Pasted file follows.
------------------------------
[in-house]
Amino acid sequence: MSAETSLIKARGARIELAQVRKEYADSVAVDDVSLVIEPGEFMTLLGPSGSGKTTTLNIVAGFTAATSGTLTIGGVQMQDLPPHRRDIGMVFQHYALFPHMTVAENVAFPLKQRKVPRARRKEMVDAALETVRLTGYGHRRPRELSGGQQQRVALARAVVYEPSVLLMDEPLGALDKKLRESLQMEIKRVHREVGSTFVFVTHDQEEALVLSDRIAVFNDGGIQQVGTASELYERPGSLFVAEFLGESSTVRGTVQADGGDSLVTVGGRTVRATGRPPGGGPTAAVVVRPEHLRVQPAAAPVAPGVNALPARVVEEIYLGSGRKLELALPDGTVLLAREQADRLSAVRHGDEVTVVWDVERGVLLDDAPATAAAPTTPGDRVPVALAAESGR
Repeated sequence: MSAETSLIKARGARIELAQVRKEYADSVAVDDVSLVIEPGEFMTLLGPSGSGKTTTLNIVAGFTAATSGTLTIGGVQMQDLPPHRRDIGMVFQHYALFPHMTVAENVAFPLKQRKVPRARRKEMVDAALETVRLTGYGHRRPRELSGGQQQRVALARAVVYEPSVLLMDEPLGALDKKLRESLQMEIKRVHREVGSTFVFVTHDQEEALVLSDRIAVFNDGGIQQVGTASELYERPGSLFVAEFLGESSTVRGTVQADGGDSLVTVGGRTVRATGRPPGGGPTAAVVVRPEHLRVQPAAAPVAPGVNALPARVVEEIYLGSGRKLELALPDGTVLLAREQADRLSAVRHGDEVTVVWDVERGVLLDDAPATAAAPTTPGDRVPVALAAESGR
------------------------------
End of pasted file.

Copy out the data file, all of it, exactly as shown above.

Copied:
[in-house]
Amino acid sequence: MSAETSLIKARGARIELAQVRKEYADSVAVDDVSLVIEPGEFMTLLGPSGSGKTTTLNIVAGFTAATSGTLTIGGVQMQDLPPHRRDIGMVFQHYALFPHMTVAENVAFPLKQRKVPRARRKEMVDAALETVRLTGYGHRRPRELSGGQQQRVALARAVVYEPSVLLMDEPLGALDKKLRESLQMEIKRVHREVGSTFVFVTHDQEEALVLSDRIAVFNDGGIQQVGTASELYERPGSLFVAEFLGESSTVRGTVQADGGDSLVTVGGRTVRATGRPPGGGPTAAVVVRPEHLRVQPAAAPVAPGVNALPARVVEEIYLGSGRKLELALPDGTVLLAREQADRLSAVRHGDEVTVVWDVERGVLLDDAPATAAAPTTPGDRVPVALAAESGR
Repeated sequence: MSAETSLIKARGARIELAQVRKEYADSVAVDDVSLVIEPGEFMTLLGPSGSGKTTTLNIVAGFTAATSGTLTIGGVQMQDLPPHRRDIGMVFQHYALFPHMTVAENVAFPLKQRKVPRARRKEMVDAALETVRLTGYGHRRPRELSGGQQQRVALARAVVYEPSVLLMDEPLGALDKKLRESLQMEIKRVHREVGSTFVFVTHDQEEALVLSDRIAVFNDGGIQQVGTASELYERPGSLFVAEFLGESSTVRGTVQADGGDSLVTVGGRTVRATGRPPGGGPTAAVVVRPEHLRVQPAAAPVAPGVNALPARVVEEIYLGSGRKLELALPDGTVLLAREQADRLSAVRHGDEVTVVWDVERGVLLDDAPATAAAPTTPGDRVPVALAAESGR